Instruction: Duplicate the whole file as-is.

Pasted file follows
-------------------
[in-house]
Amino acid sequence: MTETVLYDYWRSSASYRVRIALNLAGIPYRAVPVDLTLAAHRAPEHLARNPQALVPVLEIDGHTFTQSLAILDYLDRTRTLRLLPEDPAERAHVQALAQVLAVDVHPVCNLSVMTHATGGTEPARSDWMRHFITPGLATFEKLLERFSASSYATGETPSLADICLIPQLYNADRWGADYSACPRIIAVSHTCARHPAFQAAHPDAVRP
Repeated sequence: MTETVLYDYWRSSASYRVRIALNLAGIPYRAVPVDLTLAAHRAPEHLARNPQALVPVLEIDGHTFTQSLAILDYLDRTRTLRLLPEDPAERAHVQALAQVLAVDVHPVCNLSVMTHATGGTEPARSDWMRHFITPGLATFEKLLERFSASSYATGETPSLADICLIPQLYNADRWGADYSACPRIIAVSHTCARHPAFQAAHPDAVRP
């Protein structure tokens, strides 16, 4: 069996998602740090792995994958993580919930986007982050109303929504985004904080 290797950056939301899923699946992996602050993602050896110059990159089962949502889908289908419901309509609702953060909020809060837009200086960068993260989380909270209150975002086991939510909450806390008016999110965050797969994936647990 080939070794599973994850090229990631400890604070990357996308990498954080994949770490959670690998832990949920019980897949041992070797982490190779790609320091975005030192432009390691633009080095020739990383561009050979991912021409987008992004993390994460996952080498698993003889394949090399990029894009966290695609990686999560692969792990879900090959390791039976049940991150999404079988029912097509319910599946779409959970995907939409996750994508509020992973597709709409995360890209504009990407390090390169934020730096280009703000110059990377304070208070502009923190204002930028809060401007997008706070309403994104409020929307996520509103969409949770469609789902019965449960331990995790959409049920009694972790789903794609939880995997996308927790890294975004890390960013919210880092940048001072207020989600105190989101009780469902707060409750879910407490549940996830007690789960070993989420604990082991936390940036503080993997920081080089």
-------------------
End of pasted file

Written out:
[in-house]
Amino acid sequence: MTETVLYDYWRSSASYRVRIALNLAGIPYRAVPVDLTLAAHRAPEHLARNPQALVPVLEIDGHTFTQSLAILDYLDRTRTLRLLPEDPAERAHVQALAQVLAVDVHPVCNLSVMTHATGGTEPARSDWMRHFITPGLATFEKLLERFSASSYATGETPSLADICLIPQLYNADRWGADYSACPRIIAVSHTCARHPAFQAAHPDAVRP
Repeated sequence: MTETVLYDYWRSSASYRVRIALNLAGIPYRAVPVDLTLAAHRAPEHLARNPQALVPVLEIDGHTFTQSLAILDYLDRTRTLRLLPEDPAERAHVQALAQVLAVDVHPVCNLSVMTHATGGTEPARSDWMRHFITPGLATFEKLLERFSASSYATGETPSLADICLIPQLYNADRWGADYSACPRIIAVSHTCARHPAFQAAHPDAVRP
């Protein structure tokens, strides 16, 4: 069996998602740090792995994958993580919930986007982050109303929504985004904080 290797950056939301899923699946992996602050993602050896110059990159089962949502889908289908419901309509609702953060909020809060837009200086960068993260989380909270209150975002086991939510909450806390008016999110965050797969994936647990 080939070794599973994850090229990631400890604070990357996308990498954080994949770490959670690998832990949920019980897949041992070797982490190779790609320091975005030192432009390691633009080095020739990383561009050979991912021409987008992004993390994460996952080498698993003889394949090399990029894009966290695609990686999560692969792990879900090959390791039976049940991150999404079988029912097509319910599946779409959970995907939409996750994508509020992973597709709409995360890209504009990407390090390169934020730096280009703000110059990377304070208070502009923190204002930028809060401007997008706070309403994104409020929307996520509103969409949770469609789902019965449960331990995790959409049920009694972790789903794609939880995997996308927790890294975004890390960013919210880092940048001072207020989600105190989101009780469902707060409750879910407490549940996830007690789960070993989420604990082991936390940036503080993997920081080089």